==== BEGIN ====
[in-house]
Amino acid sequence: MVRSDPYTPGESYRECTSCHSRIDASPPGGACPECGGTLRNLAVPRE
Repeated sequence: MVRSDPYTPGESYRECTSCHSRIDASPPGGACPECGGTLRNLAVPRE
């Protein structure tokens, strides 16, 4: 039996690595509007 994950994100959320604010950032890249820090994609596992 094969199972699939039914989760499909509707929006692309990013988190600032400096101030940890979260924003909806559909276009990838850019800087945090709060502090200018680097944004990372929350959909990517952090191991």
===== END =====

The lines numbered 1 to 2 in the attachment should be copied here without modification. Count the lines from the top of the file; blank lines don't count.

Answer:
[in-house]
Amino acid sequence: MVRSDPYTPGESYRECTSCHSRIDASPPGGACPECGGTLRNLAVPRE